January 16, 2008
Blalock Elementary fifth-graders awed by ‘Brainetics’ and its creator
ATLANTA - Blalock Elementary School’s 44 fifth-graders sat at rapt attention Wednesday, as “Brainetics” creator Mike Byster awed them with his almost-mystical mathematical mind games.
‘Brainetics’ creator Mike Byster tests Blalock Elementary fifth-graders’ ability to stump him with mathematical problems.
Byster, a former trader on the Chicago Mercantile Exchange and creator of the mind-and-memory program known as “Brainetics,” showed the students new ways to memorize number sequences, shortcuts to solve math problems and logically think their way to solutions.
Dominique Rosser (center) and Tyerisha Williams collaborate to solve a mental problem posed by ‘Brainetics’ creator Mike Byster.
“The stuff you learn today will not be taught at any grade level in school,” he told them, “but it’s very important information for you to improve your learning of all subjects.”
Some of the math tricks he showed them included short cuts to multiplication, number sequencing and tricks to memorizing several things, such as supermarket shopping lists.
Keyasia Upton (left), Gabriel Barnett (center) and Katherine McElroy listen in awe as ‘Brainetics’ creator Mike Byster explains some of his ‘tricks’ to solving complex math problems.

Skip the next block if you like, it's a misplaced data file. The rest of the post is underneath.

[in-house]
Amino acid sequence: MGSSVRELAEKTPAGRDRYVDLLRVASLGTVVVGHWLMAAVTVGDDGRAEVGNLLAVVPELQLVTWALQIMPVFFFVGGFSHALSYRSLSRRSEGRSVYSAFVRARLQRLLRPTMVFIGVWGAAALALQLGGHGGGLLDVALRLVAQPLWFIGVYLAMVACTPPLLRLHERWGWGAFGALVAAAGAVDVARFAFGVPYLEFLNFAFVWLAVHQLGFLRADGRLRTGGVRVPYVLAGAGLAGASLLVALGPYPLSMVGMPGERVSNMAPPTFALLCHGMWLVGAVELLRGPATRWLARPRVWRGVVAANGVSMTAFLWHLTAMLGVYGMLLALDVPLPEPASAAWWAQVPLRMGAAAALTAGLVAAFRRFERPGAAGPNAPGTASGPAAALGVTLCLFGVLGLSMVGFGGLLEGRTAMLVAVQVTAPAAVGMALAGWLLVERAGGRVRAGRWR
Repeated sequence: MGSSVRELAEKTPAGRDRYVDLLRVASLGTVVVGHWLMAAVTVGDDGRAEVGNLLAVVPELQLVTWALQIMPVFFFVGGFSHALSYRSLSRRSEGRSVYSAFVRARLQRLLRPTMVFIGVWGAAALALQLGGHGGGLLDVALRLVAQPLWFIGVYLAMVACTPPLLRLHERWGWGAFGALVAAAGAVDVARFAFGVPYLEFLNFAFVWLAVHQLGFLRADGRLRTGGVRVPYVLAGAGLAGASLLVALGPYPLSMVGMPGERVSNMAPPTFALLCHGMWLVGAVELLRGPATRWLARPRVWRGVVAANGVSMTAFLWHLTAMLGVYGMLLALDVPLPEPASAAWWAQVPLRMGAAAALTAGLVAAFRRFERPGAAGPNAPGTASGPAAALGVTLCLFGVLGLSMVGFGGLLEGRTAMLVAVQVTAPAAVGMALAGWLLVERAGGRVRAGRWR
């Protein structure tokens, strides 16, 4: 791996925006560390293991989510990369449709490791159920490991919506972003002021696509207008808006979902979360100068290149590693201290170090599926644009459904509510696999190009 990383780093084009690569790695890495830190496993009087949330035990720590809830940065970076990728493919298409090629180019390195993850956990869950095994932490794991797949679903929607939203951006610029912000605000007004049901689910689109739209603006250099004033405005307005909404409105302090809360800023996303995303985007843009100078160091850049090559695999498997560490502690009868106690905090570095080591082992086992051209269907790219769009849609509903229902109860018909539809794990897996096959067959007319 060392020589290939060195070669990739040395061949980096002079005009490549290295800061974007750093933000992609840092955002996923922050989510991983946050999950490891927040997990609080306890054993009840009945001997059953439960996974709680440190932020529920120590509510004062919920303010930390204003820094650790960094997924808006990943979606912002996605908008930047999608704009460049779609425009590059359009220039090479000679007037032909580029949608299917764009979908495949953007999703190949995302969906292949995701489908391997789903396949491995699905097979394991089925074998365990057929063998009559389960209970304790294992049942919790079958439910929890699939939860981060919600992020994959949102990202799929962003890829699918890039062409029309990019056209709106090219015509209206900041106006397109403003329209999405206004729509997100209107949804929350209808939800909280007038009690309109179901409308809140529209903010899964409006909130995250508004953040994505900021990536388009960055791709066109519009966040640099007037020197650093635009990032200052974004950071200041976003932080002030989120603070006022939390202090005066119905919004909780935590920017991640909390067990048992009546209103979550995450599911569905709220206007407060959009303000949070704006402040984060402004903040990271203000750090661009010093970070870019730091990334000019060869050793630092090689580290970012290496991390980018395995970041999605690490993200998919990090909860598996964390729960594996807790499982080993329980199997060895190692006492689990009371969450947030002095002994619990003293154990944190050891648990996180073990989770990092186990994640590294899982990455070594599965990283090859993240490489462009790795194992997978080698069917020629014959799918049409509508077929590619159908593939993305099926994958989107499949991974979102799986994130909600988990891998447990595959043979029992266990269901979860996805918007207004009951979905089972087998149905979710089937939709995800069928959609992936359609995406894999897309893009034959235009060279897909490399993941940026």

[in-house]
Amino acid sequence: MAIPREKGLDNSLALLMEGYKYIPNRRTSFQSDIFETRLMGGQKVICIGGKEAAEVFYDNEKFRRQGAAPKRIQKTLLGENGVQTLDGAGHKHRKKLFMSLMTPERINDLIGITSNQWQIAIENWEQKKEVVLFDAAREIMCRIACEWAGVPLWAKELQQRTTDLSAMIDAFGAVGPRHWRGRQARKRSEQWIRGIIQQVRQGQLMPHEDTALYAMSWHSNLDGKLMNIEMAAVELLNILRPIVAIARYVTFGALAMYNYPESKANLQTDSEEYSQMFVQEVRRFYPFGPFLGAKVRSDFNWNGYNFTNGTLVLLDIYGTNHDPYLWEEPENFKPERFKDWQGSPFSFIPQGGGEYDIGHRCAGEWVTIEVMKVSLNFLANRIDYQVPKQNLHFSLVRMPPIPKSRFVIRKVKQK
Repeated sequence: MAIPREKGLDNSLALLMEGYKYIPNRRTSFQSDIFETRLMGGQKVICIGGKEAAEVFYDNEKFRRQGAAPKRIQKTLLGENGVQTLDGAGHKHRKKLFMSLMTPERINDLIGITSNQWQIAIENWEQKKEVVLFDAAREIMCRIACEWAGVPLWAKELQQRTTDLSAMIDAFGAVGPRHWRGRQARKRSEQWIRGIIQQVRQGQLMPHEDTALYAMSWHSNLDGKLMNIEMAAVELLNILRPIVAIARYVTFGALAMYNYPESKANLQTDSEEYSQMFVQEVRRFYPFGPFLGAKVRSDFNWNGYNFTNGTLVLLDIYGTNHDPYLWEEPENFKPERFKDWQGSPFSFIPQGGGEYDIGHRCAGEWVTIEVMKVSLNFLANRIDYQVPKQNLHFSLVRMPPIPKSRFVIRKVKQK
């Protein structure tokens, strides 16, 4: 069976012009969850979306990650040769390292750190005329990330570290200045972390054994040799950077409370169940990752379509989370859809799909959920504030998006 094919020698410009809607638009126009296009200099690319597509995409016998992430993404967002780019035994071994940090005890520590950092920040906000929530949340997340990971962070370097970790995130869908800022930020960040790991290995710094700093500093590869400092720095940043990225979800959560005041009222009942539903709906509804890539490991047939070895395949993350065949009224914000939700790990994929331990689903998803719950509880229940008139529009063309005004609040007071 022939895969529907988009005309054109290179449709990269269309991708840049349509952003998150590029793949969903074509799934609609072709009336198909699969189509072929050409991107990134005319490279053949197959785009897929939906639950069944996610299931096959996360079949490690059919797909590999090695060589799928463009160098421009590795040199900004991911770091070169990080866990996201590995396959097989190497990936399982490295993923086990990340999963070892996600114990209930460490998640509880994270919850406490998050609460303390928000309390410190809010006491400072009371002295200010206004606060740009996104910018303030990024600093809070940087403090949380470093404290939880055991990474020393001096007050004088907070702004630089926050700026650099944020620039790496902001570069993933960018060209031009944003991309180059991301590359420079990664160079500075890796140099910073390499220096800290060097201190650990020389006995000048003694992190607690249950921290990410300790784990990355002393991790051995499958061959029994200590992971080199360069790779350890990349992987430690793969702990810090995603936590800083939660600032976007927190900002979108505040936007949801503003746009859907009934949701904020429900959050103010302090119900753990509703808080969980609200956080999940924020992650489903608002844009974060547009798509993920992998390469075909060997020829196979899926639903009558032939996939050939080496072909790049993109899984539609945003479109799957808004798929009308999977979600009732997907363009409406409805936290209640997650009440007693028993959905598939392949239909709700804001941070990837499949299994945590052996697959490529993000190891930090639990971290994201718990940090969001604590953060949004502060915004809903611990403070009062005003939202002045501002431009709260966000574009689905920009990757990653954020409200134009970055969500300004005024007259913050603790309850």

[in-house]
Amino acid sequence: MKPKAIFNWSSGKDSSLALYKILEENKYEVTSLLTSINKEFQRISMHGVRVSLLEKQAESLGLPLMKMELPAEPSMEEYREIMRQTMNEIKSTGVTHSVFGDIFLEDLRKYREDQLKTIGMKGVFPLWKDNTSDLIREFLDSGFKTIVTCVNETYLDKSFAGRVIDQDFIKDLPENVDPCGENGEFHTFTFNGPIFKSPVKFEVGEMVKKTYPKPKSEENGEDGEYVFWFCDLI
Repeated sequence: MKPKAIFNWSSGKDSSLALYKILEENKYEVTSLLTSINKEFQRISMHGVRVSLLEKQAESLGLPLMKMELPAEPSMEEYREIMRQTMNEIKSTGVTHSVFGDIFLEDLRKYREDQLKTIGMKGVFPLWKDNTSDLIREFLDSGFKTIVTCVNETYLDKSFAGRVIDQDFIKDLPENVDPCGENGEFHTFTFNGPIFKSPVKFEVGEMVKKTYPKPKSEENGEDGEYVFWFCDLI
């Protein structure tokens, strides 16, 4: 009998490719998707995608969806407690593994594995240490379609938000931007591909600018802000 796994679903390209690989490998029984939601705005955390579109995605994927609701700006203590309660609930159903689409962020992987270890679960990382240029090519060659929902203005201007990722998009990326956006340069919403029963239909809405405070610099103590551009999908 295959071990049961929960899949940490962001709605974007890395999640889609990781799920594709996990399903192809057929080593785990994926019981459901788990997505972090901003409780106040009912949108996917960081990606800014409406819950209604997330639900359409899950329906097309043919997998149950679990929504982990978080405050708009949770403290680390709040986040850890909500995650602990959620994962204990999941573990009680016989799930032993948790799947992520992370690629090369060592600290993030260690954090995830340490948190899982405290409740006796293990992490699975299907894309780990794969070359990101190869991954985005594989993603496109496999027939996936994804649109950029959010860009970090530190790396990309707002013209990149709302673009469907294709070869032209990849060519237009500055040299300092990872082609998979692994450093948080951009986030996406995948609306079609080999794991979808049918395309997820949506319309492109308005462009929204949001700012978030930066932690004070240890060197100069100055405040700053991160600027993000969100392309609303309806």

Byster says his shortcuts “are really just an alternative way to approach a problem…(that) do not bypass reason and problem-solving skills, but actually help kids identify problems.”
He told the students that “today, your teachers are 1,000 times as cool as mine were,” because his teachers would accept only one way of arriving at answers to math problems – the one in the text book. Byster commended teachers at Blalock and other schools today for allowing their students to arrive at answers using a variety of methods.
Brainetics, “is an entertaining learning program targeted toward children fourth grade and above, with the goal of getting kids excited about math and learning. Brainetics does more than teach children how to multiply large numbers in their heads without paper, pencils or calculators, or how to map a random date to the actual day of the week without hesitation. It gives students the tools to master complicated mental problem-solving.”
Byster, who has made more than 5,000 volunteer presentations in schools across the country and the world during the past decade, was in Atlanta to present his method and his program to students at several schools throughout the metro area. Blalock was the only Atlanta Public School at which he appeared during his visit.